The 50+ point decline in mean SAT-verbal scores between 1963 and 1979 is widely attributed to changes in the composition of the test-takers. Several inconsistencies in that explanation are identified. That explanation also ignores the pervasive decline In the difficulty of schoolbooks found by analyzing the texts of 800 elementary middle, and high school books published between 1919-1991. When this text simplification series is linked to the SAT verbal series, there is a general fit for the three major periods: before, during, and after the decline. Long-term exposure to simpler texts may induce a cumulating deficit in the breadth and depth of domain-specific knowledge, lowering reading comprehension and verbal achievement. The two time series are so sufficiently linked that the cumulating knowledge deficit hypothesis may be a major explanation for the changes in verbal achievement. Only an experiment can establish whether this is causal, so we describe a simple, low-cost experiment schools can use to test how schoolbook difficulty affects their students’ verbal achievement levels.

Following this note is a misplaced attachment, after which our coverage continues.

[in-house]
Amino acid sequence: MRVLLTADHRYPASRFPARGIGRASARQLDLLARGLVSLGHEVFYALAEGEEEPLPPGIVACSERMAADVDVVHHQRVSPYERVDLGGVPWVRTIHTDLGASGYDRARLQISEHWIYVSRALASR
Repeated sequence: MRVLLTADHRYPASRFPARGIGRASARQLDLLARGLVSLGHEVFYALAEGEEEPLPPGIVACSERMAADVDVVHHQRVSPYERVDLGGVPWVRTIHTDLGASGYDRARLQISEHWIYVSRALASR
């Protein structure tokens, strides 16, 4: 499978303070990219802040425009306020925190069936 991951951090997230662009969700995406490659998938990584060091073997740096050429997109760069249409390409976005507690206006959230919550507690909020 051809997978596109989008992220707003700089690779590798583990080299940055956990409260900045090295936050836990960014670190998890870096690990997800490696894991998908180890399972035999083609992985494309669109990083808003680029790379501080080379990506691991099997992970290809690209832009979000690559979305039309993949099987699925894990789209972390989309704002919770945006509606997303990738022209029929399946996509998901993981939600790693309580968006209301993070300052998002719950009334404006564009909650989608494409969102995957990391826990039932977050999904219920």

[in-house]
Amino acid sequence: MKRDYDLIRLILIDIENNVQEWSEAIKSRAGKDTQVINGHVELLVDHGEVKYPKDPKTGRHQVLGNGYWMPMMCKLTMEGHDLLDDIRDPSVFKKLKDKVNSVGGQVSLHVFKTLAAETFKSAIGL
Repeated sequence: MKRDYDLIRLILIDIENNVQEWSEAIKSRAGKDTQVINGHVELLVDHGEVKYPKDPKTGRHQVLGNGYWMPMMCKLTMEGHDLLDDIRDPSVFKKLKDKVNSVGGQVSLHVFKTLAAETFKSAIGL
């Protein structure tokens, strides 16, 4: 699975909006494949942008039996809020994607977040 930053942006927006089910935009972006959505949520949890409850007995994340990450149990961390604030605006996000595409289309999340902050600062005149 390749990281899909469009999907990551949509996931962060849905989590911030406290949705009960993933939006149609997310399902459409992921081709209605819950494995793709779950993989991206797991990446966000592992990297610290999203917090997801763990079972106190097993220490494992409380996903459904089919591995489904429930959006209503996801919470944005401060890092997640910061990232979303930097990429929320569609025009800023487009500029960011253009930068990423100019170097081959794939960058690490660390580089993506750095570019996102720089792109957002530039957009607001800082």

Schoolbook Simplification and Its Relation to the Decline in SAT-Verbal Scores
Donald P. Hayes, Loreen T. Wolfer, Michael F. Wolfe
American Educational Research Journal
Summer 1996, Vol. 33, No. 2, pp. 489-508
cumulating knowledge deficit...